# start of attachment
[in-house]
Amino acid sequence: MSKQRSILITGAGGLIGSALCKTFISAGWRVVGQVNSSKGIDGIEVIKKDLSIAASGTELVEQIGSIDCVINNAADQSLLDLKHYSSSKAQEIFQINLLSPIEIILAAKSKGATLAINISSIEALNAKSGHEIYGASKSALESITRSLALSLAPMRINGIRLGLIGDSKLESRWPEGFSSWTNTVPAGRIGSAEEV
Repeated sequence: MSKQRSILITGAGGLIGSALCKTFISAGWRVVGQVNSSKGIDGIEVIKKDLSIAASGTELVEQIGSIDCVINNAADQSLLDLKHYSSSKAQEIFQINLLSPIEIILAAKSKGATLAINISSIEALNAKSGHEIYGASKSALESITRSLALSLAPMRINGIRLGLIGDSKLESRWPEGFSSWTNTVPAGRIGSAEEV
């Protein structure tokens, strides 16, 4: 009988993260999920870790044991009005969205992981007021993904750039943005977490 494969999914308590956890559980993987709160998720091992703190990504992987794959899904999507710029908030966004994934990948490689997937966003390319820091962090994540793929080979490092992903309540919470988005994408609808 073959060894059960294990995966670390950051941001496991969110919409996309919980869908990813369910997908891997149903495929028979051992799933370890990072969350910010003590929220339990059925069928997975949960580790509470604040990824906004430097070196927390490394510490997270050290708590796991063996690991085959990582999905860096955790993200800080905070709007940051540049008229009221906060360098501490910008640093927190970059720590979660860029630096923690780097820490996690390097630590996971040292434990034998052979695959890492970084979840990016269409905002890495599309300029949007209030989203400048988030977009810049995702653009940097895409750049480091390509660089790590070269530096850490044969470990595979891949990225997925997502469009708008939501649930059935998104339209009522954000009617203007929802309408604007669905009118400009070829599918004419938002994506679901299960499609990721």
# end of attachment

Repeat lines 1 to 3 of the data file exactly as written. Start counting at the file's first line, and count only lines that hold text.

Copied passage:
[in-house]
Amino acid sequence: MSKQRSILITGAGGLIGSALCKTFISAGWRVVGQVNSSKGIDGIEVIKKDLSIAASGTELVEQIGSIDCVINNAADQSLLDLKHYSSSKAQEIFQINLLSPIEIILAAKSKGATLAINISSIEALNAKSGHEIYGASKSALESITRSLALSLAPMRINGIRLGLIGDSKLESRWPEGFSSWTNTVPAGRIGSAEEV
Repeated sequence: MSKQRSILITGAGGLIGSALCKTFISAGWRVVGQVNSSKGIDGIEVIKKDLSIAASGTELVEQIGSIDCVINNAADQSLLDLKHYSSSKAQEIFQINLLSPIEIILAAKSKGATLAINISSIEALNAKSGHEIYGASKSALESITRSLALSLAPMRINGIRLGLIGDSKLESRWPEGFSSWTNTVPAGRIGSAEEV